Day 5: A113 Series: Brad Bird...

I'm finally creating dreams for a living. Today I thought I would start the A113 Series off with an interview with Brad Bird. Bird being the driving force indirectly behind me re-establishing myself in the medium of animation. The interview above was conducted by Pixar's Andrew Gordon part of his Spline Cast Podcast. This an interview recorded on Monday, January 8, 2007, with Academy Award winning Animation director Brad Bird that lasts about an hour. Brad's next feature film will be Disney/Pixar's The Incredibles 2, due to hit theaters in the summer of 2019. 

I consider Bird's directorial style a bit of a hybrid. I see a bit of Lucas' originality when it comes to story, flashes of Spielberg's ability to create excitement throughout a film, with the complex layering of Ridley Scott. However, he has made the stories in which he directs personal, much like an indie film. J.J. Abrams, another director I consider to be leading this charge back to captivation on the big screen, stated in an MTV interview back in 2011 about Bird's signature style of directing.

"It's so weird to watch scenes for a movie by a director that feels so of that director's style, and yet you realize you've never seen a live-action film by that director. You watch moments where you go, 'That's so Brad Bird!' And then you realize, oh, it's so weird to have seen a Brad Bird moment with actual flesh and blood actors. He's a filmmaker who has happened to use animation as a medium, but it's his filmmaking and his characters and his rhythm and his comedy, the action he can do, it's just the humanity that he's done that comes through in movies that have happened to be animated. Seeing that kind of nuance in a movie with people is just, I'm just so thrilled to be a part of it all. I haven't seen the whole thing, but what I have seen is mind-blowing."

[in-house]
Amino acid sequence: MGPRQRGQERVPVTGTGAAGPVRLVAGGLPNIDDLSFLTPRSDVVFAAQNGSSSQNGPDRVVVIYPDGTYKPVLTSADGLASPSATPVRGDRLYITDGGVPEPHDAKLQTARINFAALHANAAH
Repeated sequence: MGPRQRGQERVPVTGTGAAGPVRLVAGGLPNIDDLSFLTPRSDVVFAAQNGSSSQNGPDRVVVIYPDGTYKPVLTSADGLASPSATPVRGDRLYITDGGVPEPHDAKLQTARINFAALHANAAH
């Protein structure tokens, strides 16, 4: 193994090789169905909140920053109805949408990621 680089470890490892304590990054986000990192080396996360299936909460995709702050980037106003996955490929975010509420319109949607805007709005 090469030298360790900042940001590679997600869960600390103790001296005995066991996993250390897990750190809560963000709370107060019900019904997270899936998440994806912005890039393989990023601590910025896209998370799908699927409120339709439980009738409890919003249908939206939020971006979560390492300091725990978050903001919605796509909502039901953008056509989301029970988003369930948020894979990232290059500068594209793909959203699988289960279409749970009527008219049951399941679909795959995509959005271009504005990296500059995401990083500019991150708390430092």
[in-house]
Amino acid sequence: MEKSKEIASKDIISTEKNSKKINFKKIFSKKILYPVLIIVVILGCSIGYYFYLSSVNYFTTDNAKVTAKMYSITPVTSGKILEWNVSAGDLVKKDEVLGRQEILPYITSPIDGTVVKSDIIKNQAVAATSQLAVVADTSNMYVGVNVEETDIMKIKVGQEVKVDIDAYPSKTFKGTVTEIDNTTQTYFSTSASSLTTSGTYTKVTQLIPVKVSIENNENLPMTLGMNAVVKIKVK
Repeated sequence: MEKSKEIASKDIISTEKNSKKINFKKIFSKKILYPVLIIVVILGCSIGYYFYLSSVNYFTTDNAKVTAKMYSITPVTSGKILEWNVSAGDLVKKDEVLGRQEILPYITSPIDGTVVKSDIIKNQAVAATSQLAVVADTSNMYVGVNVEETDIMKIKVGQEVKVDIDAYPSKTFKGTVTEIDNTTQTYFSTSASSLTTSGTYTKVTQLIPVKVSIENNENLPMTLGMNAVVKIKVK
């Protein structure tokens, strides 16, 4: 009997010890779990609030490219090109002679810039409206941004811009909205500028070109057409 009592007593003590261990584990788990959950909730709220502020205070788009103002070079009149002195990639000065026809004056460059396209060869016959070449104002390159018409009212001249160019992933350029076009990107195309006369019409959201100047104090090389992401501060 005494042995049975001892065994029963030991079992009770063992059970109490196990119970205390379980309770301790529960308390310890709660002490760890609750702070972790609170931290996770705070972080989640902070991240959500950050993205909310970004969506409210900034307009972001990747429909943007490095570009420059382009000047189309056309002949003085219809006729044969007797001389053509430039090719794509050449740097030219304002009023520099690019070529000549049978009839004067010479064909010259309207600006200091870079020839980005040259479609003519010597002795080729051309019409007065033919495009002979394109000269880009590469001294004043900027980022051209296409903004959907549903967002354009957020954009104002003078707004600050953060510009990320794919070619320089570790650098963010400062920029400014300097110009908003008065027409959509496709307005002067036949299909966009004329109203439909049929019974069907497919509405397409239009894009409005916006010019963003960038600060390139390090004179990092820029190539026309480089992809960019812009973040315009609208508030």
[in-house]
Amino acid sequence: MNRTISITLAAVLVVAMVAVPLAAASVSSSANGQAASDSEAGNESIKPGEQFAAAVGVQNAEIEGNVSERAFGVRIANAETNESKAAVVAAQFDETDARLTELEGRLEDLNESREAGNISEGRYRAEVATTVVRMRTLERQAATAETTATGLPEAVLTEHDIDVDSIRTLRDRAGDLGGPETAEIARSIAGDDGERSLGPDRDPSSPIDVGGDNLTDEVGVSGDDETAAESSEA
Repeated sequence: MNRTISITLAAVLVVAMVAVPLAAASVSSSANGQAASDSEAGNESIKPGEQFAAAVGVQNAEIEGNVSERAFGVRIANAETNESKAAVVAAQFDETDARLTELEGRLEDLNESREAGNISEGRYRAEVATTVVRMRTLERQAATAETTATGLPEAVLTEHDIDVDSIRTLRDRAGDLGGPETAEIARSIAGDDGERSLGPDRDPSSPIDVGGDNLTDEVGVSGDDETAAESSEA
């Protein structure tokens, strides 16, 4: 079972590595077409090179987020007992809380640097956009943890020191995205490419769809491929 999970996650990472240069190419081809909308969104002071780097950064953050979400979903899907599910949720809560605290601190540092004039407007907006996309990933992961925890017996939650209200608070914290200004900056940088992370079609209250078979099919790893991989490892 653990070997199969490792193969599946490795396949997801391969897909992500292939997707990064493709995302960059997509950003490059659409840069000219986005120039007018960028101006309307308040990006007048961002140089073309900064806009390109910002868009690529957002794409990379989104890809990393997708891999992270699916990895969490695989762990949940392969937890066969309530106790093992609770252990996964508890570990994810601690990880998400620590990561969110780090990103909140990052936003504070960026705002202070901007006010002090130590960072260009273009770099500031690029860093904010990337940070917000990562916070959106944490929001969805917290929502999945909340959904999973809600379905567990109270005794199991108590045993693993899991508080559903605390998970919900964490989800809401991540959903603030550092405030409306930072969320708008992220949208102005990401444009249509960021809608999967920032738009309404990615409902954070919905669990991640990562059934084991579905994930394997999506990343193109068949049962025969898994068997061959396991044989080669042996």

The second part of this post is a link to an interview Bird gave to the McKinsey Quarterly titled Innovation lessons from Pixar: An interview with Oscar-winning director Brad Bird, given eight years ago in April of 2008. I paid $15.00 to download this interview when it came out and was surprised to see the interview in its entirety online, for free.

One major moment in the interview is when The Quarterly aske's "How did your first project at Pixar—The Incredibles—shake things up?" An except of that discussion is below:

Brad Bird:The Incredibles was everything that computer-generated animation had trouble doing. It had human characters, it had hair, it had water, it had fire, it had a massive number of sets. The creative heads were excited about the idea of the film, but once I showed story reels of exactly what I wanted, the technical teams turned white. They took one look and thought, “This will take ten years and cost $500 million. How are we possibly going to do this?”

So I said, “Give us the black sheep. I want artists who are frustrated. I want the ones who have another way of doing things that nobody’s listening to. Give us all the guys who are probably headed out the door.” A lot of them were malcontents because they saw different ways of doing things, but there was little opportunity to try them, since the established way was working very, very well.

We gave the black sheep a chance to prove their theories, and we changed the way a number of things are done here. For less money per minute than was spent on the previous film, Finding Nemo, we did a movie that had three times the number of sets and had everything that was hard to do. All this because the heads of Pixar gave us leave to try crazy ideas.

As for how these ideas apply to my work, it's quite clear that he and I enjoy the manipulation of cinema and its effects of allowing the viewer to step into the world looking for elements that best relate to oneself. For me, I pine for the stories that Bird's creations display of the family structure. In all of his four films The Iron Giant, The Incredibles, Ratatouille, Mission Impossible: Ghost Protocol and Tomorrowland there is a common denominator weaved throughout. They all have a way of returning to an imagined or wished-for past. Here a great collage of Bird's work entitled The Works created by Joel Walden, enjoy!